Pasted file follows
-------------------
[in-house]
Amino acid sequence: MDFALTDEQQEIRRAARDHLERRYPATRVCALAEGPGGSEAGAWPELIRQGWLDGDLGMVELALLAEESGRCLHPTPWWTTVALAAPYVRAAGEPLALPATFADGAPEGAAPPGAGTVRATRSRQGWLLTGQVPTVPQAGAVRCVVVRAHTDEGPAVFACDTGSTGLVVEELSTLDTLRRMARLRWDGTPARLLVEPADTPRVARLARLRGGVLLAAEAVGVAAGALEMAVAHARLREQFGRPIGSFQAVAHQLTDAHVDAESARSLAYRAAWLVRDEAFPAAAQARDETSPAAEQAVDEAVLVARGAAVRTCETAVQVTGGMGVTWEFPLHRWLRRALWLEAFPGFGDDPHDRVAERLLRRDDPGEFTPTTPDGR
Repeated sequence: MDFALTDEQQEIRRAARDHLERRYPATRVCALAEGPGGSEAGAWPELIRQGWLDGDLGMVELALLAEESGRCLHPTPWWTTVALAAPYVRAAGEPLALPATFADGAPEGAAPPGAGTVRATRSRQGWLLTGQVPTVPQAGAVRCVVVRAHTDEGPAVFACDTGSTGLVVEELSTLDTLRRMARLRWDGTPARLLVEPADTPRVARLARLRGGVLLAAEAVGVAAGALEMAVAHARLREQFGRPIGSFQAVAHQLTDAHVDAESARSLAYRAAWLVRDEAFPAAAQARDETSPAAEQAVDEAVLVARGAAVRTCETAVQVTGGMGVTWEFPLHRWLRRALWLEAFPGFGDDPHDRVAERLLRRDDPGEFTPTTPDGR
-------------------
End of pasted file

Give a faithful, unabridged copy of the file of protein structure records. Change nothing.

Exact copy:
[in-house]
Amino acid sequence: MDFALTDEQQEIRRAARDHLERRYPATRVCALAEGPGGSEAGAWPELIRQGWLDGDLGMVELALLAEESGRCLHPTPWWTTVALAAPYVRAAGEPLALPATFADGAPEGAAPPGAGTVRATRSRQGWLLTGQVPTVPQAGAVRCVVVRAHTDEGPAVFACDTGSTGLVVEELSTLDTLRRMARLRWDGTPARLLVEPADTPRVARLARLRGGVLLAAEAVGVAAGALEMAVAHARLREQFGRPIGSFQAVAHQLTDAHVDAESARSLAYRAAWLVRDEAFPAAAQARDETSPAAEQAVDEAVLVARGAAVRTCETAVQVTGGMGVTWEFPLHRWLRRALWLEAFPGFGDDPHDRVAERLLRRDDPGEFTPTTPDGR
Repeated sequence: MDFALTDEQQEIRRAARDHLERRYPATRVCALAEGPGGSEAGAWPELIRQGWLDGDLGMVELALLAEESGRCLHPTPWWTTVALAAPYVRAAGEPLALPATFADGAPEGAAPPGAGTVRATRSRQGWLLTGQVPTVPQAGAVRCVVVRAHTDEGPAVFACDTGSTGLVVEELSTLDTLRRMARLRWDGTPARLLVEPADTPRVARLARLRGGVLLAAEAVGVAAGALEMAVAHARLREQFGRPIGSFQAVAHQLTDAHVDAESARSLAYRAAWLVRDEAFPAAAQARDETSPAAEQAVDEAVLVARGAAVRTCETAVQVTGGMGVTWEFPLHRWLRRALWLEAFPGFGDDPHDRVAERLLRRDDPGEFTPTTPDGR